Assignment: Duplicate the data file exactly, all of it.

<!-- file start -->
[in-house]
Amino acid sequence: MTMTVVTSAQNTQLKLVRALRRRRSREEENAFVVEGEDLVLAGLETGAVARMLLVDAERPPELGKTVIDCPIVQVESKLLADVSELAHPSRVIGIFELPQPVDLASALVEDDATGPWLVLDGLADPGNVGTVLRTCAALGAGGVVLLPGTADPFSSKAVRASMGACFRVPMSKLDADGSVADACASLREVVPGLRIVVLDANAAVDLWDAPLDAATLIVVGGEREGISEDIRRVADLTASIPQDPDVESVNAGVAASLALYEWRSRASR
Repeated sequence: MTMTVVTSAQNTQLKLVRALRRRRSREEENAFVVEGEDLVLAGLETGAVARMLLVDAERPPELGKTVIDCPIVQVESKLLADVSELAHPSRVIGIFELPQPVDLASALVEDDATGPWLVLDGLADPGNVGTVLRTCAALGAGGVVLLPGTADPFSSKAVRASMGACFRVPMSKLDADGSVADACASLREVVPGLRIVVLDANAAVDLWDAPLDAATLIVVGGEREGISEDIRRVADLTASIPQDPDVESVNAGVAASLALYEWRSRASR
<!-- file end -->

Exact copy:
[in-house]
Amino acid sequence: MTMTVVTSAQNTQLKLVRALRRRRSREEENAFVVEGEDLVLAGLETGAVARMLLVDAERPPELGKTVIDCPIVQVESKLLADVSELAHPSRVIGIFELPQPVDLASALVEDDATGPWLVLDGLADPGNVGTVLRTCAALGAGGVVLLPGTADPFSSKAVRASMGACFRVPMSKLDADGSVADACASLREVVPGLRIVVLDANAAVDLWDAPLDAATLIVVGGEREGISEDIRRVADLTASIPQDPDVESVNAGVAASLALYEWRSRASR
Repeated sequence: MTMTVVTSAQNTQLKLVRALRRRRSREEENAFVVEGEDLVLAGLETGAVARMLLVDAERPPELGKTVIDCPIVQVESKLLADVSELAHPSRVIGIFELPQPVDLASALVEDDATGPWLVLDGLADPGNVGTVLRTCAALGAGGVVLLPGTADPFSSKAVRASMGACFRVPMSKLDADGSVADACASLREVVPGLRIVVLDANAAVDLWDAPLDAATLIVVGGEREGISEDIRRVADLTASIPQDPDVESVNAGVAASLALYEWRSRASR